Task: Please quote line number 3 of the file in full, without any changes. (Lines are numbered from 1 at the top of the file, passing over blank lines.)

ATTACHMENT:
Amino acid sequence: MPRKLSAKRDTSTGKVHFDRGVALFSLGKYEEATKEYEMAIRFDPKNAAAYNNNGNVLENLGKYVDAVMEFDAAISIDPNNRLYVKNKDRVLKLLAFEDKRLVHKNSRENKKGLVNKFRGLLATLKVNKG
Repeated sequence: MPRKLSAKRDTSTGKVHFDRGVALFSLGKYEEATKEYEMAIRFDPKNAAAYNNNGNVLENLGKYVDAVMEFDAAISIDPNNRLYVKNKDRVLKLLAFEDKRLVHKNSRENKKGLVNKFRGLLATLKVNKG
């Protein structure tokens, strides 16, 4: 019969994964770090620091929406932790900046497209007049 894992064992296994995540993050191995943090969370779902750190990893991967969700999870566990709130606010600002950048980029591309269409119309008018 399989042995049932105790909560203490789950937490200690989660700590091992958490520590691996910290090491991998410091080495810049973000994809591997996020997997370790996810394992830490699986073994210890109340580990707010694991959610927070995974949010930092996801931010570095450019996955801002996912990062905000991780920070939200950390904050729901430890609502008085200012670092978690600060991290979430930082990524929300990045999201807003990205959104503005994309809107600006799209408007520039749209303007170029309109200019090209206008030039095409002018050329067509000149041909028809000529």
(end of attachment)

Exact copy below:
């Protein structure tokens, strides 16, 4: 019969994964770090620091929406932790900046497209007049 894992064992296994995540993050191995943090969370779902750190990893991967969700999870566990709130606010600002950048980029591309269409119309008018 399989042995049932105790909560203490789950937490200690989660700590091992958490520590691996910290090491991998410091080495810049973000994809591997996020997997370790996810394992830490699986073994210890109340580990707010694991959610927070995974949010930092996801931010570095450019996955801002996912990062905000991780920070939200950390904050729901430890609502008085200012670092978690600060991290979430930082990524929300990045999201807003990205959104503005994309809107600006799209408007520039749209303007170029309109200019090209206008030039095409002018050329067509000149041909028809000529």